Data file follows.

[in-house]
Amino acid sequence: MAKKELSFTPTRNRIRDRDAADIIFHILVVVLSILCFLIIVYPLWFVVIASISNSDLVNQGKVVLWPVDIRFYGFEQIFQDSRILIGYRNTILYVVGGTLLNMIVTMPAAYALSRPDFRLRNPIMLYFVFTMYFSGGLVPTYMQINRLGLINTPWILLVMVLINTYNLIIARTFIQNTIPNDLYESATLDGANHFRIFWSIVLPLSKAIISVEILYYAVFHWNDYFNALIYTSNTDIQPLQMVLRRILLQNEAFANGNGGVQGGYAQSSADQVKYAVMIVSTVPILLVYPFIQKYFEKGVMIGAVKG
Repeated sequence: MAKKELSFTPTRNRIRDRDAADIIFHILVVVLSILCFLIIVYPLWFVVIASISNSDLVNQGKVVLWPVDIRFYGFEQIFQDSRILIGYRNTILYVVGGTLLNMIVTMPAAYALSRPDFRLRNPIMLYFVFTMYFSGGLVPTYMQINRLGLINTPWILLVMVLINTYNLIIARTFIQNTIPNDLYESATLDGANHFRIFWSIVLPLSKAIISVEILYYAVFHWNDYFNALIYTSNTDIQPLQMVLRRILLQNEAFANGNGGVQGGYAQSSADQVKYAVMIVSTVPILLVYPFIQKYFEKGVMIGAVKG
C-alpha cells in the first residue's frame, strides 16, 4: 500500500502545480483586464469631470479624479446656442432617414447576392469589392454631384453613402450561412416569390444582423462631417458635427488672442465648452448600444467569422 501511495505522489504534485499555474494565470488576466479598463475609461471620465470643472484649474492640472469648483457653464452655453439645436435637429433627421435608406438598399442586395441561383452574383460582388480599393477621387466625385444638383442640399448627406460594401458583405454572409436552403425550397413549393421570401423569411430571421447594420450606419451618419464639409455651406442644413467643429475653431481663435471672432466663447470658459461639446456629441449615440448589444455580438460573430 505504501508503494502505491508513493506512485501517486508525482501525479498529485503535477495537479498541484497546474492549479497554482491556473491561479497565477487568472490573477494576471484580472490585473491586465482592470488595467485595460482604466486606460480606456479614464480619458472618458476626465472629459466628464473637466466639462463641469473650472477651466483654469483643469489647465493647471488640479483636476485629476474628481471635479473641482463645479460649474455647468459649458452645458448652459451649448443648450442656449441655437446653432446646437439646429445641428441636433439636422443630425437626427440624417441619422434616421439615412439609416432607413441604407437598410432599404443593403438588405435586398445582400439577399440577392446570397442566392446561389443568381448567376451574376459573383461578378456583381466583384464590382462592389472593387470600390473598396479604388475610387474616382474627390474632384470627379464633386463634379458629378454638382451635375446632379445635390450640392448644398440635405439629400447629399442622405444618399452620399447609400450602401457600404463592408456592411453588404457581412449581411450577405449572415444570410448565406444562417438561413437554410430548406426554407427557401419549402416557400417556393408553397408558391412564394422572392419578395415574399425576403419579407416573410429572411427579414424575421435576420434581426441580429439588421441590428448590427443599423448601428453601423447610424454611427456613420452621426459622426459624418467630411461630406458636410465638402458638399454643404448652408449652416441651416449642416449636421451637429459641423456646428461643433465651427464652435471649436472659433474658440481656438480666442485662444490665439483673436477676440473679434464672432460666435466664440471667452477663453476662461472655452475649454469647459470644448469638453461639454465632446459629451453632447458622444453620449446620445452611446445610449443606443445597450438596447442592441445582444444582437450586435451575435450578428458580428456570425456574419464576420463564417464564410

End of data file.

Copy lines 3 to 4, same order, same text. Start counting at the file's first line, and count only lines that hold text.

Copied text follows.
Repeated sequence: MAKKELSFTPTRNRIRDRDAADIIFHILVVVLSILCFLIIVYPLWFVVIASISNSDLVNQGKVVLWPVDIRFYGFEQIFQDSRILIGYRNTILYVVGGTLLNMIVTMPAAYALSRPDFRLRNPIMLYFVFTMYFSGGLVPTYMQINRLGLINTPWILLVMVLINTYNLIIARTFIQNTIPNDLYESATLDGANHFRIFWSIVLPLSKAIISVEILYYAVFHWNDYFNALIYTSNTDIQPLQMVLRRILLQNEAFANGNGGVQGGYAQSSADQVKYAVMIVSTVPILLVYPFIQKYFEKGVMIGAVKG
C-alpha cells in the first residue's frame, strides 16, 4: 500500500502545480483586464469631470479624479446656442432617414447576392469589392454631384453613402450561412416569390444582423462631417458635427488672442465648452448600444467569422 501511495505522489504534485499555474494565470488576466479598463475609461471620465470643472484649474492640472469648483457653464452655453439645436435637429433627421435608406438598399442586395441561383452574383460582388480599393477621387466625385444638383442640399448627406460594401458583405454572409436552403425550397413549393421570401423569411430571421447594420450606419451618419464639409455651406442644413467643429475653431481663435471672432466663447470658459461639446456629441449615440448589444455580438460573430 505504501508503494502505491508513493506512485501517486508525482501525479498529485503535477495537479498541484497546474492549479497554482491556473491561479497565477487568472490573477494576471484580472490585473491586465482592470488595467485595460482604466486606460480606456479614464480619458472618458476626465472629459466628464473637466466639462463641469473650472477651466483654469483643469489647465493647471488640479483636476485629476474628481471635479473641482463645479460649474455647468459649458452645458448652459451649448443648450442656449441655437446653432446646437439646429445641428441636433439636422443630425437626427440624417441619422434616421439615412439609416432607413441604407437598410432599404443593403438588405435586398445582400439577399440577392446570397442566392446561389443568381448567376451574376459573383461578378456583381466583384464590382462592389472593387470600390473598396479604388475610387474616382474627390474632384470627379464633386463634379458629378454638382451635375446632379445635390450640392448644398440635405439629400447629399442622405444618399452620399447609400450602401457600404463592408456592411453588404457581412449581411450577405449572415444570410448565406444562417438561413437554410430548406426554407427557401419549402416557400417556393408553397408558391412564394422572392419578395415574399425576403419579407416573410429572411427579414424575421435576420434581426441580429439588421441590428448590427443599423448601428453601423447610424454611427456613420452621426459622426459624418467630411461630406458636410465638402458638399454643404448652408449652416441651416449642416449636421451637429459641423456646428461643433465651427464652435471649436472659433474658440481656438480666442485662444490665439483673436477676440473679434464672432460666435466664440471667452477663453476662461472655452475649454469647459470644448469638453461639454465632446459629451453632447458622444453620449446620445452611446445610449443606443445597450438596447442592441445582444444582437450586435451575435450578428458580428456570425456574419464576420463564417464564410